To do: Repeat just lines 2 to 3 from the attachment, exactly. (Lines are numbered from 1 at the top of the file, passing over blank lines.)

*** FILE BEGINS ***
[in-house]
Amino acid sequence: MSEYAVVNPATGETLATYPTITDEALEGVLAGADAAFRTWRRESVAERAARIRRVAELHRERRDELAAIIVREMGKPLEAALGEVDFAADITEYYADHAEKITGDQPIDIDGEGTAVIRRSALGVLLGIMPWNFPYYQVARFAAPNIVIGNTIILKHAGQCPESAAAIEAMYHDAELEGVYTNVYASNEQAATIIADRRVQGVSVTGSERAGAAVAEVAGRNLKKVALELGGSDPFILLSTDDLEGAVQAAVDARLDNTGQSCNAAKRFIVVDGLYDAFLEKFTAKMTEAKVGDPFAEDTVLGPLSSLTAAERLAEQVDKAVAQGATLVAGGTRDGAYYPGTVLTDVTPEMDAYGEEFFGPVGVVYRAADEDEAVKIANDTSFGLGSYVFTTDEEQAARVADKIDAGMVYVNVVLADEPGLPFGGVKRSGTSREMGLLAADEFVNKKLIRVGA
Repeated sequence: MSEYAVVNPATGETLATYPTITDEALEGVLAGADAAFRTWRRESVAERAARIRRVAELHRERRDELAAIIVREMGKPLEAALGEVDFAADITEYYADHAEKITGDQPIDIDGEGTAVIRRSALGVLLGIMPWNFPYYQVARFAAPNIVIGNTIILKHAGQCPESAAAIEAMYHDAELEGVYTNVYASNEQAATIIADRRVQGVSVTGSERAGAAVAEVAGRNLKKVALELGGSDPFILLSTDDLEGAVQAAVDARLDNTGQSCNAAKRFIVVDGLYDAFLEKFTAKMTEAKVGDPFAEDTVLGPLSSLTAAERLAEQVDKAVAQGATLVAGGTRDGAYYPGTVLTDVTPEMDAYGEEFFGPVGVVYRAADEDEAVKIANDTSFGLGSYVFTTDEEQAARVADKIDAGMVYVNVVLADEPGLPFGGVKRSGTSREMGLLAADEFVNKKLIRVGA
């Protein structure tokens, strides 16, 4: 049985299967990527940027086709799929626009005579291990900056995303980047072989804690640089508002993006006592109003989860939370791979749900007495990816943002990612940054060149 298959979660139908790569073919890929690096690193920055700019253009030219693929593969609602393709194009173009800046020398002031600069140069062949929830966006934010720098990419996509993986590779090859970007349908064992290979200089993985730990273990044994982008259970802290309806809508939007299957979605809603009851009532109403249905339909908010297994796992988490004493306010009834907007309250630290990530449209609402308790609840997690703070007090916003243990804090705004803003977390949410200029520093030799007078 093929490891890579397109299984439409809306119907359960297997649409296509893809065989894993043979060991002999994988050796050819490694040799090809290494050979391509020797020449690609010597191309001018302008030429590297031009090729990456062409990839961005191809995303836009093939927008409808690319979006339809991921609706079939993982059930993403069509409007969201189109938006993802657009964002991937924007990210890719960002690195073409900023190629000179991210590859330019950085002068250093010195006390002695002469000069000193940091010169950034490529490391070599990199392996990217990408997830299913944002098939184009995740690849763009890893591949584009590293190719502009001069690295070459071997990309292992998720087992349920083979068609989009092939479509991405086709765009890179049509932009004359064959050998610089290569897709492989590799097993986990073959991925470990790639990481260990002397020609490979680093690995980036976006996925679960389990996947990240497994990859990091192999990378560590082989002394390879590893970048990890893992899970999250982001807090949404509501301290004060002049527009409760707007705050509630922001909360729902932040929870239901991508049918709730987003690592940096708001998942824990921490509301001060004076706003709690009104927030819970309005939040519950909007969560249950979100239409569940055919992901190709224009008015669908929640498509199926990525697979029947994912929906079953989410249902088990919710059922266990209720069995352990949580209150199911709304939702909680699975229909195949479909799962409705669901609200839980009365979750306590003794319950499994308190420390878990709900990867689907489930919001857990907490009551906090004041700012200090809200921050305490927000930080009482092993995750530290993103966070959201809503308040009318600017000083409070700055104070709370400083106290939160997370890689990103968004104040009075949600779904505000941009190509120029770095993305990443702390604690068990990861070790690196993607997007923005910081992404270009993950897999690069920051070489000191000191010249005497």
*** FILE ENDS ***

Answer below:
Amino acid sequence: MSEYAVVNPATGETLATYPTITDEALEGVLAGADAAFRTWRRESVAERAARIRRVAELHRERRDELAAIIVREMGKPLEAALGEVDFAADITEYYADHAEKITGDQPIDIDGEGTAVIRRSALGVLLGIMPWNFPYYQVARFAAPNIVIGNTIILKHAGQCPESAAAIEAMYHDAELEGVYTNVYASNEQAATIIADRRVQGVSVTGSERAGAAVAEVAGRNLKKVALELGGSDPFILLSTDDLEGAVQAAVDARLDNTGQSCNAAKRFIVVDGLYDAFLEKFTAKMTEAKVGDPFAEDTVLGPLSSLTAAERLAEQVDKAVAQGATLVAGGTRDGAYYPGTVLTDVTPEMDAYGEEFFGPVGVVYRAADEDEAVKIANDTSFGLGSYVFTTDEEQAARVADKIDAGMVYVNVVLADEPGLPFGGVKRSGTSREMGLLAADEFVNKKLIRVGA
Repeated sequence: MSEYAVVNPATGETLATYPTITDEALEGVLAGADAAFRTWRRESVAERAARIRRVAELHRERRDELAAIIVREMGKPLEAALGEVDFAADITEYYADHAEKITGDQPIDIDGEGTAVIRRSALGVLLGIMPWNFPYYQVARFAAPNIVIGNTIILKHAGQCPESAAAIEAMYHDAELEGVYTNVYASNEQAATIIADRRVQGVSVTGSERAGAAVAEVAGRNLKKVALELGGSDPFILLSTDDLEGAVQAAVDARLDNTGQSCNAAKRFIVVDGLYDAFLEKFTAKMTEAKVGDPFAEDTVLGPLSSLTAAERLAEQVDKAVAQGATLVAGGTRDGAYYPGTVLTDVTPEMDAYGEEFFGPVGVVYRAADEDEAVKIANDTSFGLGSYVFTTDEEQAARVADKIDAGMVYVNVVLADEPGLPFGGVKRSGTSREMGLLAADEFVNKKLIRVGA